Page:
Bill Bedford
Mousa Models
http://www.mousa.biz

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Guy Rixon
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Re: Improving a Slaters PO-wagon

Postby Guy Rixon » Sun Jun 28, 2015 10:03 am

Bill: yes indeed. But the plank edges were visible, and the best way I've found to achieve that, given my painting technique, is to exaggerate them. The moulded representation of planks may be closer to scale but gets lost. Drawing the planks on with a lining pen might be an alternative.

Concerning the main build, the steps so far get to this:
princess-royal-11.jpg


Final work is:

19. Fit the V-hangers for the brakes, aligning by eye with the previously-fitted brake-tumbler. I glued the outer hanger directly to the paint of the solebar, which is weak but sufficient. Add the brake shaft as a short piece between the hangers, with a stub for the lever. The Bedford brake-parts allow large holes for the shaft, so I used 0.7mm wire.

20. Fit the brake lever and guard. The loop on the end of the lever won't pass though the guard (possibly I formed it wrongly) so the lever has to be fed through from the shaft end. It can't fit through when the guard is in place because the headstock is in the way. Thus, I inserted the lever before fitting the guard. The latter has to be glued to the solebar and this is a critical joint. To help the cyano glue, I cut through the paint at the fixing site with a file and rubbed off the blackening from the guard; the bare-metal-to-plastic joint seems stronger than the alternative.

princess-royal-12.jpg


21. Fit buffer heads. No room for sprung buffers in this 15' wagon with the axleguard springing so I didn't try.

22. Fit capping irons. I used pre-painted strip. AFAIK, the capping irons were screwed down at this period, not clipped, so I have not represented clips.

33. Fit the moulding for the end-door bar. The stubby door-bands on this moulding are at the wrong spacings so I cut them off and welded the bar to the top of the door.

34. Add weight using lead. There's barely enough space to get it up to 40 g, let alone 50.

35. Tart up the paintwork (you can see where I've damaged the previous painting), add the number transfers, varnish, and then weather.

All this leads not to a super-detailed wagon, just to one complete enough for me not to feel embarrassed; and I'm not claiming that this item is particularly well-built. It's upwards of 10 hours work to get to this result, possibly less per wagon if done in batch. Is this the kit whose production we really need to save for our finescale work?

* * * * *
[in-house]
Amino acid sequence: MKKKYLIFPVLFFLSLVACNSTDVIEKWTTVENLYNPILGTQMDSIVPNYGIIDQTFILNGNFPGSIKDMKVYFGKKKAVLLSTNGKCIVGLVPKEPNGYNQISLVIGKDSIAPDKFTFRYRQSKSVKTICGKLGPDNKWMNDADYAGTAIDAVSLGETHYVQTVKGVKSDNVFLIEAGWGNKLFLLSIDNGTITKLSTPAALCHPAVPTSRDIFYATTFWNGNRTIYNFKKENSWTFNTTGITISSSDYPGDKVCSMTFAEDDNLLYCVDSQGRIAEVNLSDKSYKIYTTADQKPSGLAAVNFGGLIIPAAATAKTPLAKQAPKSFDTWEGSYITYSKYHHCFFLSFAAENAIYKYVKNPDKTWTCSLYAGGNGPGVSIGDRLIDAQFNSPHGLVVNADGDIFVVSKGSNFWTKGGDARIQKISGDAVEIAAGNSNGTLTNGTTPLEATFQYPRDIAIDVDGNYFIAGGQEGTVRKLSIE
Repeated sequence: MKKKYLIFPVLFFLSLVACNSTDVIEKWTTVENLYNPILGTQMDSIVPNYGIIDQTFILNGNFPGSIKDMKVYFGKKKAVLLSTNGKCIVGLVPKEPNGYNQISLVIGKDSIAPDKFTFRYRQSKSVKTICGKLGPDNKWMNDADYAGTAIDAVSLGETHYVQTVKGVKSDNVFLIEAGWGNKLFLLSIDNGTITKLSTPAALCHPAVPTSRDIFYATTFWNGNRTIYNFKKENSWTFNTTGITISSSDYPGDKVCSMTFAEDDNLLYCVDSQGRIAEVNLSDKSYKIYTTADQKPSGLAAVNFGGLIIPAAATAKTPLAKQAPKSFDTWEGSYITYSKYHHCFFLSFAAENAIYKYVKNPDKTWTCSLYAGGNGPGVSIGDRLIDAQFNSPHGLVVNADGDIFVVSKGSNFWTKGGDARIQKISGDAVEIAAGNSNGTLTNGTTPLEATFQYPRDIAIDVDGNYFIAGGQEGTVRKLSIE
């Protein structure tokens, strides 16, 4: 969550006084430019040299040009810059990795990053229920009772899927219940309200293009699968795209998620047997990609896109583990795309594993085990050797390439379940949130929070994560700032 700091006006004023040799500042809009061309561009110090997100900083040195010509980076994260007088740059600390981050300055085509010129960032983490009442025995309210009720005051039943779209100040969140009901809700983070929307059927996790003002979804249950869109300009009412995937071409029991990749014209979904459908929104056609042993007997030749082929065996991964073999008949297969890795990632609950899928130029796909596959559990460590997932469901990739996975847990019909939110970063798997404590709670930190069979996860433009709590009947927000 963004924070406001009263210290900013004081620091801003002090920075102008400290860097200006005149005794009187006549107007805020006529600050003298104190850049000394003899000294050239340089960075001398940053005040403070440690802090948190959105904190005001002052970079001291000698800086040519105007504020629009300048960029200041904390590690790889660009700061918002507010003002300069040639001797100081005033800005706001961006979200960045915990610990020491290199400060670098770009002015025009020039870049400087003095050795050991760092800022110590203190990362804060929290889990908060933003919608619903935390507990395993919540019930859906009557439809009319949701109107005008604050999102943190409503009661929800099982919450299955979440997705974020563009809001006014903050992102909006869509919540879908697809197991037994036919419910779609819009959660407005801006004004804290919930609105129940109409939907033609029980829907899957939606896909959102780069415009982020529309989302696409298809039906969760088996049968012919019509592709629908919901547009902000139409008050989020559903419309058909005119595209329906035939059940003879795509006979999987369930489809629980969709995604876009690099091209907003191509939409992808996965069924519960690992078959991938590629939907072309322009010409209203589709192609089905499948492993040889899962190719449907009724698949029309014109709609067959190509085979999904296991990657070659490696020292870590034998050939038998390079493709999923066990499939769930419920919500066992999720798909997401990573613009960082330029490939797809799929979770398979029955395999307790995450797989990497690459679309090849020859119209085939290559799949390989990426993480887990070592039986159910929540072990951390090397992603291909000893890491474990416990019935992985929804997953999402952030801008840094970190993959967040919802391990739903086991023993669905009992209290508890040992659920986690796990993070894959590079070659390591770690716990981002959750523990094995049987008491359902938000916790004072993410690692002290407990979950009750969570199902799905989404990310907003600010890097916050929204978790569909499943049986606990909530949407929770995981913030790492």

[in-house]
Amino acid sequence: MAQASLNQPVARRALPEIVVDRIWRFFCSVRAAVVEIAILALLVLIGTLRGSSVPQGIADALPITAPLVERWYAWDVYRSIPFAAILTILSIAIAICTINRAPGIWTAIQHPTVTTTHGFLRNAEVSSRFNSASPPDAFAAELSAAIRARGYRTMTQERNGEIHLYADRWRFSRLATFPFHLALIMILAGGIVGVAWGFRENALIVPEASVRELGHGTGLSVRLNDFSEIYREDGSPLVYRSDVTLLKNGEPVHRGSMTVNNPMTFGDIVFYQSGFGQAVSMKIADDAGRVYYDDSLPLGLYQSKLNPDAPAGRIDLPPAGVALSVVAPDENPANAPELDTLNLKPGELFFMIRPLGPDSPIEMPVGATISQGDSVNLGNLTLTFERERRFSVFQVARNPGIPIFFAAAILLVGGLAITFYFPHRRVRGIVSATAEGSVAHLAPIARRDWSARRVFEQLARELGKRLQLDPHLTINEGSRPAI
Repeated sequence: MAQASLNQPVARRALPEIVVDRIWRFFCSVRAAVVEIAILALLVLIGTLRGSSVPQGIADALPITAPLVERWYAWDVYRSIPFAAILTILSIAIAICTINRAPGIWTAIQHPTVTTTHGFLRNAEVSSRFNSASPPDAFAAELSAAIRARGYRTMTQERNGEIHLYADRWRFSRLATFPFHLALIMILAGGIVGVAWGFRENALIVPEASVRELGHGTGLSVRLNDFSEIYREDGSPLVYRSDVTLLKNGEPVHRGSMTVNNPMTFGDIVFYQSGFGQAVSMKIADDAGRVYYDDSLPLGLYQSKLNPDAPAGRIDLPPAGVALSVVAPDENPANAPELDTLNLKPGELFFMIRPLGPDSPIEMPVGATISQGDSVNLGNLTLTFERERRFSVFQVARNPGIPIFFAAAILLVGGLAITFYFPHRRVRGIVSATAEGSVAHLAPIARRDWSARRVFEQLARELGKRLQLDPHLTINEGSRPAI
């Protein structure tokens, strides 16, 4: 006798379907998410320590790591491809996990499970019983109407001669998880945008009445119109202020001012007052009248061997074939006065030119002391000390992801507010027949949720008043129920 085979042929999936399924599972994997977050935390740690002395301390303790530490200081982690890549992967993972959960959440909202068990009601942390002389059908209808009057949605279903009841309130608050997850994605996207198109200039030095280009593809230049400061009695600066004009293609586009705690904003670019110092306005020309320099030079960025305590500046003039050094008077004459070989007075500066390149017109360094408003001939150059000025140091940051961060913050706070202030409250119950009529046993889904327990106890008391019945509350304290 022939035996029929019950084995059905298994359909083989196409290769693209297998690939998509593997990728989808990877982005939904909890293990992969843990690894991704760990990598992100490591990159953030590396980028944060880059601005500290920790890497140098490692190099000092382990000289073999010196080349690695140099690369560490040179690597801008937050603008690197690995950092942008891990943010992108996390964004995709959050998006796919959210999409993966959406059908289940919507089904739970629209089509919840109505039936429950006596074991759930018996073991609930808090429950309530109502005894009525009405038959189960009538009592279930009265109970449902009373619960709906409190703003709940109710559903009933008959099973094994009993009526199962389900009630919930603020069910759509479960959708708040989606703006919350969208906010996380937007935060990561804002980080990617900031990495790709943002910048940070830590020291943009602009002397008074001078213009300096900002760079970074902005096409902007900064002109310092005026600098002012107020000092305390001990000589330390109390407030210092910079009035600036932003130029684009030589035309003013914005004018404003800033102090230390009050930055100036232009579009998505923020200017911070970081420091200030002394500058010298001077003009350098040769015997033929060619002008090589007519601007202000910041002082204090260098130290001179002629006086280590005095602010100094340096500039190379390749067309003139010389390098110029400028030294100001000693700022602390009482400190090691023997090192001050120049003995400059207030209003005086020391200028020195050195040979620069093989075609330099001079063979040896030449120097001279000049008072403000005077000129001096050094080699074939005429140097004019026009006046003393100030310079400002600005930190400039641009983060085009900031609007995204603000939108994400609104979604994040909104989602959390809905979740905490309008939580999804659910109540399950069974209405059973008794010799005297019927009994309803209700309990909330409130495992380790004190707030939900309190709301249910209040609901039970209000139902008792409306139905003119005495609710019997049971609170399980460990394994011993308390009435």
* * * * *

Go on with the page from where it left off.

Philip Hall
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Re: Improving a Slaters PO-wagon

Postby Philip Hall » Sun Jun 28, 2015 12:57 pm

Guy,

I particularly like your representation of the wood interior. What shades/make of artists' acrylics did you use?

Philip

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Guy Rixon
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Re: Improving a Slaters PO-wagon

Postby Guy Rixon » Sun Jun 28, 2015 2:29 pm

Thanks, Philip. The base colour is a tinted grey, and the tint is opaque raw sienna. It doesn't need very much tint, and the degree of tinting depends on how "young" I want the wood to look. The base coat needs to be fairly thick to cover evenly, hence the over-scale plank-grooves. As the base coat is drying, I over-brush with a dark wash mixed from black ("ivory black", but no elephants were harmed, etc) and umber. The wash is wetter than dry brushing, more like a watercolourist's wet-in-wet technique, and I only put a little colour on in each pass. Sometimes I need to wipe off the wash, but otherwise the technique seems repeatable.

dal-t
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Re: Improving a Slaters PO-wagon

Postby dal-t » Sun Jun 28, 2015 2:31 pm

Guy Rixon wrote:Is this the kit whose production we really need to save for our finescale work?


No need, since POW Sides say they've now obtained a 'direct line of supply - anyone who want's PO bodies can get them. Different matter for the Slater's MR wagons and Passenger Stock, though - and they don't need half as much flumduffery to make them into decent models.
David L-T